And on the usual hour on which the usual teenager began to assemble at the usual place, and when the stones had already filled their fisted hands and rocks had already been dragged to the margins of the road to block one of the routs, some adults arrived. With a dignified affability they reproached the teenagers on their unworthy acts for having harmed their own people, and said that if they wished to protest they should head out on a peace march and not on a march for war.

There is no telling whether these words and this reproach convinced the teenagers or whether it was the authority of the adults that did it, but in any case the teenagers headed back in a united group and disappeared into the camp's allies.

The impression was that this wasn't a spontaneous gathering, organized in intention to stop the protest, but a delegation that was sent on behalf of someone.

-I know for certain that one of the people on that delegation is an employee of the Palestinian Authority. And it's difficult not to think of the common political interest of Israel and the Palestinian Authority, whose aim it is to stop this uncontrollable initiative and put out the flames.

This thought grows stronger in light of the fact that these events have now echo in the press, and the fact that apart for Munir's arrest, which was probably intended to castrate the protest, there were no arrest waves the likes of which we had witnessed in similar past events.

But this interpretation is mine alone and it is as good as any other. Only time will tell whether this will be the end of this protest wave or perhaps the subterranean currents that have been rustling for a while, will start to fizz and surface in spite of the authorities.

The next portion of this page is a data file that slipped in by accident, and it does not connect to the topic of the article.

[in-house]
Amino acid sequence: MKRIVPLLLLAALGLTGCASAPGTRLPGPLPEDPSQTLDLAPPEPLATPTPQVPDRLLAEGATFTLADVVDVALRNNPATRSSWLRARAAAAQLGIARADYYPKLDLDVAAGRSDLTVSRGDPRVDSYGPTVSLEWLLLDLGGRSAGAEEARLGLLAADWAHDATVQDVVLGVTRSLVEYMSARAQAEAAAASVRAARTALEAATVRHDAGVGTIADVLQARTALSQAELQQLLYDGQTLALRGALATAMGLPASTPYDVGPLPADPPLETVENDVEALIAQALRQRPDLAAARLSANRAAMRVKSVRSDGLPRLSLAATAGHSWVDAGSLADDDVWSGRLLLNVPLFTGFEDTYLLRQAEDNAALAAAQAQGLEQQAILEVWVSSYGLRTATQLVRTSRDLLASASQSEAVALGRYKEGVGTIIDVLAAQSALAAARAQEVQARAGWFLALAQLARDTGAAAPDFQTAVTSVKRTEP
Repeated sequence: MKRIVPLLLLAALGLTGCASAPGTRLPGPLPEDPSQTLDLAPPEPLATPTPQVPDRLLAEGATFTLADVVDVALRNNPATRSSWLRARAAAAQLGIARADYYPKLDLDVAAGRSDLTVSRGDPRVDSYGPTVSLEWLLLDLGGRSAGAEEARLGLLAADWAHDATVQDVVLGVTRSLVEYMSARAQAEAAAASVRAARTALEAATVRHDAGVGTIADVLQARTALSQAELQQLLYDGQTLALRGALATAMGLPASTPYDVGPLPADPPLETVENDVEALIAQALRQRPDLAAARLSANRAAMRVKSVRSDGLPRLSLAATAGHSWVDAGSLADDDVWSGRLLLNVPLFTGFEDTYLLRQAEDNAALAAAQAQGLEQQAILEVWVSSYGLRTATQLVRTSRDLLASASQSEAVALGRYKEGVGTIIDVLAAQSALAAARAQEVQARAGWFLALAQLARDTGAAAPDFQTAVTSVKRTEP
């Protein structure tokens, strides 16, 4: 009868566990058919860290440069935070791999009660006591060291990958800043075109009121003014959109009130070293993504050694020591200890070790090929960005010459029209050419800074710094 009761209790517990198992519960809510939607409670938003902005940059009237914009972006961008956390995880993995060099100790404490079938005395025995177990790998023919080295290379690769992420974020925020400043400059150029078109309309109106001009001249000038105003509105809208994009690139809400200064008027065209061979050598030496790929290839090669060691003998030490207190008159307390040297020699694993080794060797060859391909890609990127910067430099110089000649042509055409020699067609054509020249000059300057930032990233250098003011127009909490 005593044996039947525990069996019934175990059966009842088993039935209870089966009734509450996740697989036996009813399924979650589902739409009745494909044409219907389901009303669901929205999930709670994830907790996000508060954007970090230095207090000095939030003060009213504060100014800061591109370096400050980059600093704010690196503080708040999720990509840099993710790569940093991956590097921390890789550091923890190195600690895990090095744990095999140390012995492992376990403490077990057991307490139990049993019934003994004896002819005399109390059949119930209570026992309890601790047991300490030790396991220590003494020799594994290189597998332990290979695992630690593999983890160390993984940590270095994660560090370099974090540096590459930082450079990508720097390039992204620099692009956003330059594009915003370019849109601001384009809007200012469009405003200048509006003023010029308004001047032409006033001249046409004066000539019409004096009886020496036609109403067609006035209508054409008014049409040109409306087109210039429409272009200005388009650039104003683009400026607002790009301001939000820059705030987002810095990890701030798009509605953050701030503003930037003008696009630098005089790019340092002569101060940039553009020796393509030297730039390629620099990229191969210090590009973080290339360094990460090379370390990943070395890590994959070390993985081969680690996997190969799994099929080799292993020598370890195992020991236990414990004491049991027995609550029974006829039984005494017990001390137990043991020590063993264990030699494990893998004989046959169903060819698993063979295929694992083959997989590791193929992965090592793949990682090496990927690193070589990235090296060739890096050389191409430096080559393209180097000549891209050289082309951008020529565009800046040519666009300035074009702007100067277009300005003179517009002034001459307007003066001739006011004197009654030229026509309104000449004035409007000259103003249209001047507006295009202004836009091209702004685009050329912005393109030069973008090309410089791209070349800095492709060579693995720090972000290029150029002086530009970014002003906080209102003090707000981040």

And at the checkpoint a closure was implemented. Or as someone I am familiar with summed up the equations: "if you have a holiday, then we have a closure".

While a closure is implemented only people with blue IDs are permitted to pass, that is, only residents of East Jerusalem. In addition there are the "humanitarian cases", a phrase I never could quite understand. As if someone who does not fall under the definition of a humanitarian case, would volunteer out of his own free will to stand inside that evil place and be the victim of degradations and insults of a solider standing behind a bullet proof glass.

(Translated by Ruth Fleishman)

-As a member of Machsomwatch, once a week Tamar Fleishman heads out to document the checkpoints between Jerusalem and Ramallah. This documentation (reports, photos and videos) can be found on the organization's site: www.machsomwatch.org. She is also a member of the Coalition of Women for Peace and volunteer in Breaking the Silence. She contributed this article to PalestineChronicle.com.